Not to be outdone, Joel Courtney plays Joe Lamb whose relationships with his family and friends fill the center piece of the plot.  Surprisingly, Super 8 is Joel’s very first film work, and the chemistry he develops with Elle Fanning can only be attributed to a healthy amount of rehearsal, bonding and legitimate friendship that developed between them to get that level of performance recorded on film.  Call it beginner’s luck or call it whatever you like; Joel showed a consistent ability throughout the film to maintain dramatic pauses in just about every single scene to allow his demeanor to do the real talking.  The rest of the cast (including the adults) do a more than adequate job filling their roles, but I feel the performance of Kyle Chandler was sold short playing Joe’s father, Jackson.  The film attempts to set up some semblance of a resolution between father and son as a result of family tragedy, but there are simply not enough scenes with them both to see this subplot culminate in a satisfactory manner.  As a result, the script glazes over the details and manufactures a quick fix, thus negating the hard work Chandler put in towards the beginning of the film.

The special effects in Super 8 are of the level that X-Men: First Class ought to have been.  From the pyrotechnics to the digital creatures, ILM once again shows that it is the leader in the visual effects industry, and I’m sure Spielberg got a “friend rate” from his boy George Lucas to get that quality level of work for a film with a meager budget of $45 million dollars.  I particularly enjoyed the cacophony of explosions and the sound mix used to really make them “pop” in the theater.  I found the creature design for the alien to be quite impressive despite the fact it shares a physical resemblance to the monster in Cloverfield (2008).  The best effects are indeed the most subtle as most of this film is shot in natural environments during the day time.  But this film frequently discards all subtlety quite often to showcase all manner of mayhem and destruction as the result of a really pissed off alien.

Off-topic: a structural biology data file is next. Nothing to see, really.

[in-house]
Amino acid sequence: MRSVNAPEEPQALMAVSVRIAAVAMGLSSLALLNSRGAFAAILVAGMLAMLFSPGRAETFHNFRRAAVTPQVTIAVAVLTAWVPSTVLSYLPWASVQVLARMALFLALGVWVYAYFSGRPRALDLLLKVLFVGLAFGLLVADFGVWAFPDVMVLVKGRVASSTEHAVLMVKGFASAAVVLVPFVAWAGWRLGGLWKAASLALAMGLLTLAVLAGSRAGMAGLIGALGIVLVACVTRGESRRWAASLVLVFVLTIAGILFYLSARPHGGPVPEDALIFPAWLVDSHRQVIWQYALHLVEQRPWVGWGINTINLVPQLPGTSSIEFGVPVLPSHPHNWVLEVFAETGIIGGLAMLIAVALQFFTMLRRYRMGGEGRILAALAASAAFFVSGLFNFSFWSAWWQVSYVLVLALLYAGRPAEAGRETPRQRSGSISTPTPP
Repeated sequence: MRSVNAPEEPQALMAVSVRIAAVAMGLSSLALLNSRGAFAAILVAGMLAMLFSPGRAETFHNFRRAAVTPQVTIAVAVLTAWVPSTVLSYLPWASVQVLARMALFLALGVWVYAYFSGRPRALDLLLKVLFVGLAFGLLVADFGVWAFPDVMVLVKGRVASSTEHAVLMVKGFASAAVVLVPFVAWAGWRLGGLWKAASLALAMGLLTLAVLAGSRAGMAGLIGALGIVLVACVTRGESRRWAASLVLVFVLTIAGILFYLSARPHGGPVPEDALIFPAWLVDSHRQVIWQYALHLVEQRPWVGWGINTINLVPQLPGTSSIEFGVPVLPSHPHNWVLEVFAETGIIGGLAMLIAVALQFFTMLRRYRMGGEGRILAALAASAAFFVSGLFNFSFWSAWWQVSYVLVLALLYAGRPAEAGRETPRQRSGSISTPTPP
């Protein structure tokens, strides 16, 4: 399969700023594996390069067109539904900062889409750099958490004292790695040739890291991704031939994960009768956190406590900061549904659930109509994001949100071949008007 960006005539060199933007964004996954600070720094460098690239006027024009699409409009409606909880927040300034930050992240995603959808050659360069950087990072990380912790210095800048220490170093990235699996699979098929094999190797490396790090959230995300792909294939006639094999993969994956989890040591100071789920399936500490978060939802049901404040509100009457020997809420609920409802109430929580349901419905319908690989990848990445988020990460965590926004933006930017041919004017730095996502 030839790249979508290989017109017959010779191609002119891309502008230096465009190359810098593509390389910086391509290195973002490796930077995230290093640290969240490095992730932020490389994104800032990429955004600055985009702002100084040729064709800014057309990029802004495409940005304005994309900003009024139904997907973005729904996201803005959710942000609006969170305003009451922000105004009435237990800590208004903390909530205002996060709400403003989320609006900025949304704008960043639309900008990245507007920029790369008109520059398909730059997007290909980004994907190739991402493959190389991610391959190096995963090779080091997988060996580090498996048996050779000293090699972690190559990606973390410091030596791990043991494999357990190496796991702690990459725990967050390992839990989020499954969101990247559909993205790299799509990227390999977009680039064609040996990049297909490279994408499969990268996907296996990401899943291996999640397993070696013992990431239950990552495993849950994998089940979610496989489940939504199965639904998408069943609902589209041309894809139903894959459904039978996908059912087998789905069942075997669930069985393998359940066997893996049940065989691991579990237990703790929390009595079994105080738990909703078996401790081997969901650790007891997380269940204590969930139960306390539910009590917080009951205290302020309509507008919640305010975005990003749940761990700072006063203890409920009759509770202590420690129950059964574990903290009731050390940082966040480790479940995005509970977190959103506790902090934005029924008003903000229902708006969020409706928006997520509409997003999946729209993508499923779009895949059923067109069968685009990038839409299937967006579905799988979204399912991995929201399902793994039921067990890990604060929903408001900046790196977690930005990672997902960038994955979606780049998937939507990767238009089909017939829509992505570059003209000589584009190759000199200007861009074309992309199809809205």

Super 8 will never be considered the timeless class that E.T. was through no fault of its own.  I’d even go so far as to consider it a superior film in terms of dramatic tension, performance and effects.  However, modern day audiences have been subjected to sci-fi effects and stories for far too long to have the same type of imagery resonate with the same magnitude.  Potential viewers would be doing themselves a severe disservice if they were to disregard this film as a result of children taking the lead in the narrative.  Make no mistake about Super 8: this is a film you should make the time for amidst this blockbuster summer regardless of who and how old you are.  It would certainly make a better family experience than Green Lantern for Father’s Day weekend, but chances aren’t very likely that the smallest of the summer blockbusters has a yellow lantern’s chance on Oa to compete with the emerald warriors.